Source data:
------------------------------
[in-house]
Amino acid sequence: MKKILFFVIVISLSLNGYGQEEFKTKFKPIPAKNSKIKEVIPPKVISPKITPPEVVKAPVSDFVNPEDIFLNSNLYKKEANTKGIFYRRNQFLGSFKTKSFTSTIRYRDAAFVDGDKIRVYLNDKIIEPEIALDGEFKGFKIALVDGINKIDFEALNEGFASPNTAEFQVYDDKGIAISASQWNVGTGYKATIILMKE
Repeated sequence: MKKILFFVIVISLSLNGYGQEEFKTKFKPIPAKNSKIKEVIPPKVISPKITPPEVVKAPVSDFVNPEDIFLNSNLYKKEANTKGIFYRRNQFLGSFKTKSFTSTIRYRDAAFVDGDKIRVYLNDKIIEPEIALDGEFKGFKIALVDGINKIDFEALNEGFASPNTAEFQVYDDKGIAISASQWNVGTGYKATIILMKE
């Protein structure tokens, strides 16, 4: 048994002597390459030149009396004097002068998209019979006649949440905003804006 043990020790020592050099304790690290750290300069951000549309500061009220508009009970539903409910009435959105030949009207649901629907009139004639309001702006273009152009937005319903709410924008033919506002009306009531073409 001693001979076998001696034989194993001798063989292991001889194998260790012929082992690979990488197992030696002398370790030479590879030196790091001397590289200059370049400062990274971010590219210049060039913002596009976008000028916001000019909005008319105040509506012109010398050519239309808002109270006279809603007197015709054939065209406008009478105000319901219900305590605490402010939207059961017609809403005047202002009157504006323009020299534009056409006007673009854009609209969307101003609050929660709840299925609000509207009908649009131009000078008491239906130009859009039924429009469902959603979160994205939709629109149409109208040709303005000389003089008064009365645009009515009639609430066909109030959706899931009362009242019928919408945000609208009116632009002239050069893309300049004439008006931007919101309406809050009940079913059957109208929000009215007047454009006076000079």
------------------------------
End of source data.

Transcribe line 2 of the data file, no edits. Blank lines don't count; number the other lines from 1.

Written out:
Amino acid sequence: MKKILFFVIVISLSLNGYGQEEFKTKFKPIPAKNSKIKEVIPPKVISPKITPPEVVKAPVSDFVNPEDIFLNSNLYKKEANTKGIFYRRNQFLGSFKTKSFTSTIRYRDAAFVDGDKIRVYLNDKIIEPEIALDGEFKGFKIALVDGINKIDFEALNEGFASPNTAEFQVYDDKGIAISASQWNVGTGYKATIILMKE